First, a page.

Since lately this question has come up quite often, I thought I'd answer it here.
Whoever purchases Salvo has the rights to use Salvo under the terms of the license. Let's assume you purchase it and create Salvo applications for customers.
If your customer(s) do not also purchase Salvo, then you are free to provide them with:
i) project-specific source code
ii) executables (hex files)
but you cannot give them any Salvo stuff, like
iii) Salvo source files
iv) Salvo libraries
So, assuming you follow a common consultancy agreement where you deliver executables (hex files) to them, and maybe even source files, they will not be able to build your application until they also purchase Salvo.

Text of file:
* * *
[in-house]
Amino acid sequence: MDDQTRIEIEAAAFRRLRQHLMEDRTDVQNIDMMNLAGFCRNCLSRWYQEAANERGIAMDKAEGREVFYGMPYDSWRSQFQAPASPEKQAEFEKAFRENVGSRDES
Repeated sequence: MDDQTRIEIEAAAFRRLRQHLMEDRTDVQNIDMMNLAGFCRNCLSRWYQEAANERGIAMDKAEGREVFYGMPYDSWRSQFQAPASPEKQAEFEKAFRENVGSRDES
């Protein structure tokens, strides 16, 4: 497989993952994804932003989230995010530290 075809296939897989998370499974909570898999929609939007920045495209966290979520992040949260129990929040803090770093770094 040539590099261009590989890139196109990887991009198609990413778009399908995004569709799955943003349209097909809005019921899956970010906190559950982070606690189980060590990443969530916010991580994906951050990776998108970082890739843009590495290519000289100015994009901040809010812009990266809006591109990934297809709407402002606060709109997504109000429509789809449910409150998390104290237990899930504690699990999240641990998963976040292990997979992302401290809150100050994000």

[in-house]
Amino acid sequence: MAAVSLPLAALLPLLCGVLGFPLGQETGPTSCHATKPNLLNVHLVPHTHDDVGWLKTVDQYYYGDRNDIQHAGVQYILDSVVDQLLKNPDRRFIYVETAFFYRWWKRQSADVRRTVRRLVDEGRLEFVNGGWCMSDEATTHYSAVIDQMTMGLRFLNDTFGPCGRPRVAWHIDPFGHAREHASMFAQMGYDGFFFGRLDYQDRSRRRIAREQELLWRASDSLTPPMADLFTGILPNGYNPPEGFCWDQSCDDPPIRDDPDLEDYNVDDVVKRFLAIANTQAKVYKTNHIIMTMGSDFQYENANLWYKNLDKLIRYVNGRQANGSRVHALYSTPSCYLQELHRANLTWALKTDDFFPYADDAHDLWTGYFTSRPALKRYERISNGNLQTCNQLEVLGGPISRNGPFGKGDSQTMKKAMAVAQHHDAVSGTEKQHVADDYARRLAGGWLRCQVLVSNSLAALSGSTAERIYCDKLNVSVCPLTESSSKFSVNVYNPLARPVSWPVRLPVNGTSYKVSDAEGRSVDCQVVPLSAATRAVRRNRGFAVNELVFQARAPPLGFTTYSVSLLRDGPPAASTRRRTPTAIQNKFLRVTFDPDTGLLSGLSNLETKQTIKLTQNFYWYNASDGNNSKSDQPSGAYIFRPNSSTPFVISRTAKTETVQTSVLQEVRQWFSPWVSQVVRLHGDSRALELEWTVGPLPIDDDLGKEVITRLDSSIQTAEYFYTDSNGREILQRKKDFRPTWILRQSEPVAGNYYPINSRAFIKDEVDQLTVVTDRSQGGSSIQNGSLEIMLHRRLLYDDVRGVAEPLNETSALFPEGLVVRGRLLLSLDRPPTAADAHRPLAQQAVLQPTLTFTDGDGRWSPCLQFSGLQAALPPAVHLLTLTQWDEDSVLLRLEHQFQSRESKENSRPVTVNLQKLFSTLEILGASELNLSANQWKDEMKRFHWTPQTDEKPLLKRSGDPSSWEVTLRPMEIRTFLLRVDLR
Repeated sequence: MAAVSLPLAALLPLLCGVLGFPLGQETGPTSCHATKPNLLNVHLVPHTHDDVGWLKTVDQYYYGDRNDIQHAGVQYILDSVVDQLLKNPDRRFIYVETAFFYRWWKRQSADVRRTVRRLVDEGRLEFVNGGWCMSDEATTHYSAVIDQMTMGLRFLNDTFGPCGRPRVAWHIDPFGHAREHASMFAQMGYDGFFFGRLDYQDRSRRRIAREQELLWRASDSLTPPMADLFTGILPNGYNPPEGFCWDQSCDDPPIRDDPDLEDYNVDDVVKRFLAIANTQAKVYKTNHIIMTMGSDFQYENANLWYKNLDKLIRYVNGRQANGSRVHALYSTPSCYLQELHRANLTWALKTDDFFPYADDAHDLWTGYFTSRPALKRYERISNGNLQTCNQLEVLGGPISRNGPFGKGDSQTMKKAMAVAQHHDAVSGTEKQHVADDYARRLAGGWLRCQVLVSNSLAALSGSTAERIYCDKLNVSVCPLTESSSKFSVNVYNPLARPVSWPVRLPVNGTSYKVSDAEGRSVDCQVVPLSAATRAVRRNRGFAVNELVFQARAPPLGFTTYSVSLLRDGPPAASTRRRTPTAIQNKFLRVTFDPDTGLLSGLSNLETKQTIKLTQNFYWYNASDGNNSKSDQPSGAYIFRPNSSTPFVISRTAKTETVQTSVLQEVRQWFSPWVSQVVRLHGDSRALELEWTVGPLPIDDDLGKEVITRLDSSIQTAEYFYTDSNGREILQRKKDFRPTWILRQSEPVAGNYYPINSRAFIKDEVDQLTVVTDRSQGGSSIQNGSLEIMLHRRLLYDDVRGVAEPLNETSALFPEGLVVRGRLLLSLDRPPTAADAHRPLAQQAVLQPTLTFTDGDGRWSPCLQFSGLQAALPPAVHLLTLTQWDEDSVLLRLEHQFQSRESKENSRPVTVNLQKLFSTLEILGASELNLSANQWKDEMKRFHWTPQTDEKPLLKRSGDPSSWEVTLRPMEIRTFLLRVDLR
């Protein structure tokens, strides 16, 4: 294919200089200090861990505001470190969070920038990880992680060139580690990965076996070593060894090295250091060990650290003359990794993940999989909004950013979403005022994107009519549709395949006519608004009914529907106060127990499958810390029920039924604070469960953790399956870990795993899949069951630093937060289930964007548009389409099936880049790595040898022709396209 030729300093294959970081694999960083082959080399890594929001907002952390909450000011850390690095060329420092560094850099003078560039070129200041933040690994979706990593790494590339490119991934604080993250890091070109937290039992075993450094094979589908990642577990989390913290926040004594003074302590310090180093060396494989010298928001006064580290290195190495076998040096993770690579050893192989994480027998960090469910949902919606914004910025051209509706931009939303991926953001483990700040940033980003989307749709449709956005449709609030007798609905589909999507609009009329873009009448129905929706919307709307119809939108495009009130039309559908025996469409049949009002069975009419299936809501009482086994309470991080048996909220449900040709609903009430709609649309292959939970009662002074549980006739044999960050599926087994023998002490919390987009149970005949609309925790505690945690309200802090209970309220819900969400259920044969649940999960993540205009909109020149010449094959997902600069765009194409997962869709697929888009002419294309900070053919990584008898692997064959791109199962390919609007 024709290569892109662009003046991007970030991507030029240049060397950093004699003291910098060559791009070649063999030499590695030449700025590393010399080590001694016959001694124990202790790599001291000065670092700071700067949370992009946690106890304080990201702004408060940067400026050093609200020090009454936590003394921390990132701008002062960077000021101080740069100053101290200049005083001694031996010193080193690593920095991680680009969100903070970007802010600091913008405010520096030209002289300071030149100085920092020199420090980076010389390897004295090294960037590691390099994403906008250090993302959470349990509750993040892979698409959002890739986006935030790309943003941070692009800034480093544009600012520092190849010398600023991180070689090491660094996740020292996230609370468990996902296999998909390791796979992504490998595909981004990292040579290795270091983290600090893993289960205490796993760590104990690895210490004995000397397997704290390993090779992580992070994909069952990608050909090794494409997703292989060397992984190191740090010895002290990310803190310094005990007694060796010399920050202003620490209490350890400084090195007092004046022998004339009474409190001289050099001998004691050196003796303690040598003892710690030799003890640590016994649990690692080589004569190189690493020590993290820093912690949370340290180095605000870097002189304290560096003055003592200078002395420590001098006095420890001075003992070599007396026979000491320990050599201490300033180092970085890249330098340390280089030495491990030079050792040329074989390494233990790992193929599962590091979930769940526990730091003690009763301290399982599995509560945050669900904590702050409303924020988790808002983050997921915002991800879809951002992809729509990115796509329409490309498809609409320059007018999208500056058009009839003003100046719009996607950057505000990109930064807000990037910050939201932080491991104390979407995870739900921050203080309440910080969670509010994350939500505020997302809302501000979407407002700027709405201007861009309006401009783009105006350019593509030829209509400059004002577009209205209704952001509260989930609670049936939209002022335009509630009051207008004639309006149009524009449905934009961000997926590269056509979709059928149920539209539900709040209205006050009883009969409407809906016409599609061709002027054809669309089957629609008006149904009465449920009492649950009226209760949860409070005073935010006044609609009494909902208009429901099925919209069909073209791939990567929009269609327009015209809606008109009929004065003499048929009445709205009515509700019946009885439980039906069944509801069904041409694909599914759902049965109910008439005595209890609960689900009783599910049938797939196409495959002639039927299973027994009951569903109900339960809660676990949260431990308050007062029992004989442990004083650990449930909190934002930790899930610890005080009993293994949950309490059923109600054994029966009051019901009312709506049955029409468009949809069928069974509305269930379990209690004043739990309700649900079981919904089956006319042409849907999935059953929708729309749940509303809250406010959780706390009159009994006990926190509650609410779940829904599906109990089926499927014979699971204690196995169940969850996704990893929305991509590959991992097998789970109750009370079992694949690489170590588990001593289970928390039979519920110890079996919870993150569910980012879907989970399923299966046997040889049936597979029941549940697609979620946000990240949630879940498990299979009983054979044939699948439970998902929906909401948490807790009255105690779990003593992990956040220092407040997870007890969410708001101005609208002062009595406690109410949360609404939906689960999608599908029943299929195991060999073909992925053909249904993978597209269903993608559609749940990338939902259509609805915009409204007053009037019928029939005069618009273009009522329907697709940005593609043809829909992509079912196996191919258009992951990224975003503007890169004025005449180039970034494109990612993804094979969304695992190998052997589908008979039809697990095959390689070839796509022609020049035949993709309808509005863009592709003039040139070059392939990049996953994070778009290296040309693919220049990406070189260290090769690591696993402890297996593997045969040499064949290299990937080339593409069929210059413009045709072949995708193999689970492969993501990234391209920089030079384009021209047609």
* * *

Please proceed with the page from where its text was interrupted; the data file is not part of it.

We see the "customers" purchasing Salvo in two common scenarios:
1) The project is completed, and the customer has or buys the project's source code from the consultant and wants to do it all in-house.
2) As a matter of policy the customer always gets the consultant's source code as per the contract between them. They also purchase Salvo so that they have all the code that's required to build the application.
Note that in 1) and 2) above, the customer will also have to purchase the compiler that the consultant used in order to build the application. So, to a degree, Salvo is like compilers in terms of licensing -- as long as you own Salvo, you have the right to use the Salvo files & libraries.
All of this is spelled out (reasonably well, I hope) in the Salvo Licensing Agreement.
[This message has been edited by aek (edited September 27, 2002).]
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